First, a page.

Among the many illustrious guests to the Festival, we have welcomed: Peter Cameron, Ivan Cotroneo, Negramaro, Ferzan Ozpetek, Eytan Fox, Ira Sachs, Rose Troche, Veruschka, Dario Argento, Udo Kier, Greg Gorman, Franca Valeri, Chaz Bono, Franco Nero, Monika Treut, Paola Cortellesi, Lucia Bosé, Lillian Faderman, Kenneth Anger, Filippo Timi, John Maybury, Ida Di Benedetto, Asia Argento, Luciana Littizzetto, Adriana Asti, Paul Bartel, Arnoldo Foà, Antonia San Juan, Vladimir Luxuria, Agustin Villaronga, Lorenza Foschini, David Weissmanm, Donatella Maiorca, Léa Pool, Andrea Occhipinti, Isabel Ruth, Alessandro Golinelli, Serra Yilmaz, Bruce LaBruce, Walter Siti, Lisa Thrasher, Barbara Hammer, Giuseppe Bertolucci, Paul Vecchiali, Ron Athey, Jenni Olson, Gianni Amelio, Lino Banfi, Franko B, Patricia Rozema, Holly WoodlandAndrea Sperling, Joao Rodriguez, Melania G. Mazzucco, Jamie Babbitt, Roberto Cuzzillo, Ventura Pons, John Greyson, Harry Baer, Auraeus Solito.

In 2012, the opening intro for the Festival was composed by the students from the three-year post diploma of Video Design and Filmmaking course at the IED in Turin. The song achieved acclaimed and warm success and reached 150,000 visits on YouTube. 

The opening ceremony of the 27th TGLFF took place on the night of April 19 at the UCI Cinemas Lingotto. The actress Chiara Francini, who won the Biraghi Award for the Best Debut at the 68th Venice International Film Festival, patronized the event. She also was part of the Jury for the Features Films during the TGLFF. The singer Arisa guested on the event; she performed and aroused enthusiasm in about a thousand people with her short concert. She said: "I accepted the invitation because I see it is a courageous Festival and all the things made with courage deserve respect and adhesion."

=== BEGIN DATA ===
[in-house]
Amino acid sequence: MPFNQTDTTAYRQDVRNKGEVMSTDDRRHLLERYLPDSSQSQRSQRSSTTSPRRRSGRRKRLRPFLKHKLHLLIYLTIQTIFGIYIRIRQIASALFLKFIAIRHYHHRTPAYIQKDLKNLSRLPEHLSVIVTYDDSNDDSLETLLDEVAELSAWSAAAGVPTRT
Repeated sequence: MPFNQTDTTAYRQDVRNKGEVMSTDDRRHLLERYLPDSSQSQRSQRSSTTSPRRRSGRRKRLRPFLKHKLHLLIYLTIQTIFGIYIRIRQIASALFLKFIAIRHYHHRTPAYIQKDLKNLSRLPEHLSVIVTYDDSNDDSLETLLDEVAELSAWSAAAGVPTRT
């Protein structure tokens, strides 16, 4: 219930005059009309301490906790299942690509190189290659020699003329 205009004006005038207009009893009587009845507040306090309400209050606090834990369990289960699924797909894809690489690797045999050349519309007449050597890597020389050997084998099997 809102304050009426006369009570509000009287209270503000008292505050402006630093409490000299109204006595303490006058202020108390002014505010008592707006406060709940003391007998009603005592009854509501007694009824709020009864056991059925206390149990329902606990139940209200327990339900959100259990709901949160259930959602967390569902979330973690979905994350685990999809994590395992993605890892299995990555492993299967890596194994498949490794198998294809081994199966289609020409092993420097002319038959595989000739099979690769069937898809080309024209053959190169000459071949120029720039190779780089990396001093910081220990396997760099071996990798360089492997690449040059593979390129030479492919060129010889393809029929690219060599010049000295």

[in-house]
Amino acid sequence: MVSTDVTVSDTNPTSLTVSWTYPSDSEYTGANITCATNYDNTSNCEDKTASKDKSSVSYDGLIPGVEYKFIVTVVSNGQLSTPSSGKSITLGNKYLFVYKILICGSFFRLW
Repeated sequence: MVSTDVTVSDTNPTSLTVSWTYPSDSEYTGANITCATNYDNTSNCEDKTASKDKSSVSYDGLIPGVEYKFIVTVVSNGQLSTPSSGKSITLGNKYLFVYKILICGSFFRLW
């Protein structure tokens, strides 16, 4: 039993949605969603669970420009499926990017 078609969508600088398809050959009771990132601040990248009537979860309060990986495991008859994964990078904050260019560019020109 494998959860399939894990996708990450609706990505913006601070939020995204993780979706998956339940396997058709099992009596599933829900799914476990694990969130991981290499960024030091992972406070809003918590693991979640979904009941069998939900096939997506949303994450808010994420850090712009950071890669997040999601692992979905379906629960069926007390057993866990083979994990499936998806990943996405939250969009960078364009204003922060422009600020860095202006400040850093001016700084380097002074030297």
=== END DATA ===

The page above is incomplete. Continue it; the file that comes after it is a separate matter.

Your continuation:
Another special guest in cooperation with TorinoDanza is the great English dancer and choreographer Matthew Bourne, here in Turin to present the first European preview of the film by Ross MacGibbon,in a 3D version of his Swan Lake ballet. 

There was a great turnout the night Luciana Littizzetto  was awarded with the 2012 "Dorian Gray" Award. 

Despite the economic crisis, afflicting the Italian State, which was considered to be an influencing factor on the audience participation, the 40 thousand spectators of the previous year came back increased by the 12% filling the theatres of Cinema Massimo in many sold-out screenings.


2013
: April 19. Giuliana De Sio patronized the opening night ceremony of the 28th TGLFF. The songwriter Roberto Casalino played a short concert; he was well known for his song "L'Essenziale" -performed by Marco Mengoni- which had recently won the Sanremo Italian song Festival. Also the Mayor of Turin Piero Fassino, the writer and director Ivan Cotroneo, and the actress Luciana Littizzetto attended the special event.

That night Any Day Now by Tavis Fine (President of the Jury for Feature Films Competition) premiered. Renzo Rubino, who had won the 2013 "Premio Mia Martini" at the Sanremo Italian song Festival, was the guest of the closing night ceremony.